By John Boyce
The annual race to sire the most individual first-crop 2-year-old winners always fascinates us. This year in Europe it isn't much of a contest as the leader Mehmas (Ire)–with his 39 winners–is in no danger whatsoever of being caught by any of his contemporaries. However, 39 winners is hugely significant in that it breaks the European record for the most individual first-crop 2-year-old winners putting him one clear of the previous holder, Darley stalwart Iffraaj. And there are more than enough racing days left in the calendar for Mehmas to push well beyond the 40-winner mark.
You may wonder why the best British and Irish stallions produce so many winners compared to other regions. It's primarily due to how racing is organized in that 12% of all winners in Britain and Ireland and in America are juvenile winners, compared to only 5.8% in Australia. Moreover, there are differences to the competitiveness of stallion rosters in each region. A smaller, more select population exists in Britain and Ireland than in America and Australia, both of which have big regional markets which encourage the retirement to stud of colts with lesser credentials.
Retiring a Timeform 115-rated 2-year-old with no 3-year-old record to stud may not be the way to go on most occasions in Britain and Ireland, but with Mehmas the gamble has paid off handsomely. As a G2 July S. and G2 Richmond S. winner who'd once beaten future champion sprinter Blue Point (Ire), Mehmas was always going to find fans at stud. One aspect of his profile that favoured him was that another successful sire, Dark Angel (Ire)–who also retired to stud at the end of his juvenile season–shared the same sire/maternal grandsire combination of Acclamation and Machiavellian. And whereas Dark Angel may have been a Group 1 winner, Timeform assessed him at 113, two pounds lower than Group 2 winner Mehmas.
Their early dispatch to stud, though controversial in some quarters, has proven the correct decision. There is little doubt that an unsuccessful 3-year-old campaign by either of these colts would have ruined or at least severely dented their appeal to the type of commercial breeders they needed in order to succeed. Mehmas may have just eclipsed Iffraaj's tally of winners, but he'd already posted more stakes winners than the Darley stallion, whose own first crop featured the G1 Jean-Luc Lagardere hero Wootton Bassett (GB), recently in the news with his transfer to Coolmore.
Certainly, Mehmas's first runners seem to be combining precocity and class in a pleasing blend. The top four runners by Mehmas have so far achieved Timeform ratings of 118, 112p, 109 and 103, compared to the 119p, 109p, 102 and 96 of the best four by Iffraaj at the end of his first season ten years ago. Clearly, there is plenty of quality among Mehmas's first youngsters and he has unearthed a trio of very smart 2-year-olds in G1 Middle Park S. and G2 Richmond S. winner Supremacy (Ire) (TFR 118), G2 Gimcrack hero and G1 Middle Park third Minzaal (Ire) (109), plus listed scorer and Group 3-placed Method (Ire) (112p).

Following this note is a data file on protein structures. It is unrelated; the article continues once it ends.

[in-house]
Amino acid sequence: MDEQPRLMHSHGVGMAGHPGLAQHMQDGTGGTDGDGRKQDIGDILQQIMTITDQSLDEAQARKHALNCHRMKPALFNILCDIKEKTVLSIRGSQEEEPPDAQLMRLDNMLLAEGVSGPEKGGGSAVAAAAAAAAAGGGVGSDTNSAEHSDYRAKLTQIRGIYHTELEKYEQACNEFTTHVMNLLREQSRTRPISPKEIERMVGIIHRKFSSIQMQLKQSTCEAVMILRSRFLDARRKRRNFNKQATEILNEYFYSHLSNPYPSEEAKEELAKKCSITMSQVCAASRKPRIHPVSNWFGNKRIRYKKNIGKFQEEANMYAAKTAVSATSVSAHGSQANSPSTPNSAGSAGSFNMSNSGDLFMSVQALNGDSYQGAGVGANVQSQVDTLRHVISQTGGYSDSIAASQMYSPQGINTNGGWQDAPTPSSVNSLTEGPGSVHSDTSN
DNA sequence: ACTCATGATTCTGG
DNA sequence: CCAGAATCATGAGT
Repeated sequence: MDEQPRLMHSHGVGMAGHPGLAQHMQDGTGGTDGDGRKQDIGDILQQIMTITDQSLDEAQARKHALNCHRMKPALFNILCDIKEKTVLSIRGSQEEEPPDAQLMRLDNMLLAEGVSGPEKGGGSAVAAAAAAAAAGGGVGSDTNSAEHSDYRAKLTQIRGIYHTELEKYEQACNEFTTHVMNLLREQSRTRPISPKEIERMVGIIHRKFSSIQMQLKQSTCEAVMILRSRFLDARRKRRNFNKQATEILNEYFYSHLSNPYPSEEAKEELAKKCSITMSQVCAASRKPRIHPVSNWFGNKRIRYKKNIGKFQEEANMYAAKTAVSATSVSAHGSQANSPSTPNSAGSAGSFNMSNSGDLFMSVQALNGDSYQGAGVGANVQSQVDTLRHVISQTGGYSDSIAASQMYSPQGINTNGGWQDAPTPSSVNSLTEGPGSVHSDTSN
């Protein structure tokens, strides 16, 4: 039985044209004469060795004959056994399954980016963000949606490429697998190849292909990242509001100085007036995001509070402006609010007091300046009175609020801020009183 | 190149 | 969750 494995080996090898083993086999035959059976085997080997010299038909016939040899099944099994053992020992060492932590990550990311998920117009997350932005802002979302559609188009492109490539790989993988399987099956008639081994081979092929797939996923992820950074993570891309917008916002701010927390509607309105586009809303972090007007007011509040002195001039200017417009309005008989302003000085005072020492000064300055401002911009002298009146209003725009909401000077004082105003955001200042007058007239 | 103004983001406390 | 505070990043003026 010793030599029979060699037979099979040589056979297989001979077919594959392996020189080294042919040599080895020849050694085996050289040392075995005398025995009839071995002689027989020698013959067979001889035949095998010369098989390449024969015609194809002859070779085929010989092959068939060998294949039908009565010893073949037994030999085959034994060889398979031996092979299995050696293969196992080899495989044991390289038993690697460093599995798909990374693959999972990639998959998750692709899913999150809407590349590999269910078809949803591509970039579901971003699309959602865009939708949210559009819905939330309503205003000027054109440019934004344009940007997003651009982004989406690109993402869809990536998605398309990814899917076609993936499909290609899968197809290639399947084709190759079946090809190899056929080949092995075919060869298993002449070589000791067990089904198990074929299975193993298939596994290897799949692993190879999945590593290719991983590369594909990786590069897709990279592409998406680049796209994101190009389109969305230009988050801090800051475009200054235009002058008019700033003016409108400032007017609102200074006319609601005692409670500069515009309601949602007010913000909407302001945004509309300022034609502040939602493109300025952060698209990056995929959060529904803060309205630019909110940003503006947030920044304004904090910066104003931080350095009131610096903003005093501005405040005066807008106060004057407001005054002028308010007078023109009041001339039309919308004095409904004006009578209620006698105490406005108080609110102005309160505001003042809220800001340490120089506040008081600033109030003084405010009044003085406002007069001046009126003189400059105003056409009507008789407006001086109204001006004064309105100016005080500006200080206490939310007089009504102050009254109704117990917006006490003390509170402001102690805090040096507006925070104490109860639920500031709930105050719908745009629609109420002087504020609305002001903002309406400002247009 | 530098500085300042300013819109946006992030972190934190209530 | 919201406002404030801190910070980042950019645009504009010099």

Mehmas's tally of four stakes winners is already quite impressive, so much so that only nine stallions in the past 20 years have ever finished their first year with more. Moreover, since 2000, only Fasliyev, Oasis Dream (GB), Lope de Vega (Ire) and Frankel (GB) among European first-crop sires have had more year-one juveniles rated 110 or more. That's the sort of company Mehmas is keeping at the moment.
Many will point to Mehmas's lower strike rate of 41% winners to runners–Iffraaj had 53%–but with such a big first book with a wide variety of mares it's perhaps inevitable that there will be plenty of lower-grade runners among his stock. His tally of four stakes winners also needs to be seen in the context of the seven stakes winners sired by Night Of Thunder (Ire) a year earlier–the best on any sire since the pattern began.
The question now is: can he maintain this great start? Will his stock train on and sustain him through what will inevitably be leaner years, at least until the offspring of the good mares he will now inevitably attract get to the racecourse? His second crop, produced like his first at a fee of €12,500, contained a healthy number of mares, 177 in total, but there is a marked fall in quality with only nine elite mares-identified as the top 15% of the broodmare population according to my calculations–compared to 16 from 180 in his first. The same goes for his third crop, produced at a fee of €10,000, which contained five elite mares from a total of 83. Mehmas's mare numbers rebounded to 113 in 2020 but contained only four elite mares. Put together, his second, third and fourth crops contain just two more elite mares than his first.
When all is said and done though, there is something about the way the good Mehmas colts perform that encourages you to believe that they will indeed make good 3-year-olds. It would be no surprise to see the Clive Cox-trained Supremacy develop into one of Europe's best 3-year-old sprinters next year. He'll need to go some way to match the best by Iffraaj, the 129-rated Ribchester (Ire).